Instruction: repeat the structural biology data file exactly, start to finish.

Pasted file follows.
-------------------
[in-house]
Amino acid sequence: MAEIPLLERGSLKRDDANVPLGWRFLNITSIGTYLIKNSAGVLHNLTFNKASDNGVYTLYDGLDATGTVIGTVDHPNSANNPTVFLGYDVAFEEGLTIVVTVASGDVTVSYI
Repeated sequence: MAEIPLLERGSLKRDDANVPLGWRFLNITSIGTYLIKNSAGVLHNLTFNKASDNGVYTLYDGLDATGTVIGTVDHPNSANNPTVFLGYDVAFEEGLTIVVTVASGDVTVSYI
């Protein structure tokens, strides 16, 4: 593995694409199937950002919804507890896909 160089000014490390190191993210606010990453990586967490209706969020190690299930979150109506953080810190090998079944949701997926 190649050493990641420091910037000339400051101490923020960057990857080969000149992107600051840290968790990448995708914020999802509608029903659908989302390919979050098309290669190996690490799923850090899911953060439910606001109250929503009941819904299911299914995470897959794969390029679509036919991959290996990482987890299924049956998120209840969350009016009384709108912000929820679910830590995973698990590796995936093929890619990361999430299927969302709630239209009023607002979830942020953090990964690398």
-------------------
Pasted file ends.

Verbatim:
[in-house]
Amino acid sequence: MAEIPLLERGSLKRDDANVPLGWRFLNITSIGTYLIKNSAGVLHNLTFNKASDNGVYTLYDGLDATGTVIGTVDHPNSANNPTVFLGYDVAFEEGLTIVVTVASGDVTVSYI
Repeated sequence: MAEIPLLERGSLKRDDANVPLGWRFLNITSIGTYLIKNSAGVLHNLTFNKASDNGVYTLYDGLDATGTVIGTVDHPNSANNPTVFLGYDVAFEEGLTIVVTVASGDVTVSYI
């Protein structure tokens, strides 16, 4: 593995694409199937950002919804507890896909 160089000014490390190191993210606010990453990586967490209706969020190690299930979150109506953080810190090998079944949701997926 190649050493990641420091910037000339400051101490923020960057990857080969000149992107600051840290968790990448995708914020999802509608029903659908989302390919979050098309290669190996690490799923850090899911953060439910606001109250929503009941819904299911299914995470897959794969390029679509036919991959290996990482987890299924049956998120209840969350009016009384709108912000929820679910830590995973698990590796995936093929890619990361999430299927969302709630239209009023607002979830942020953090990964690398």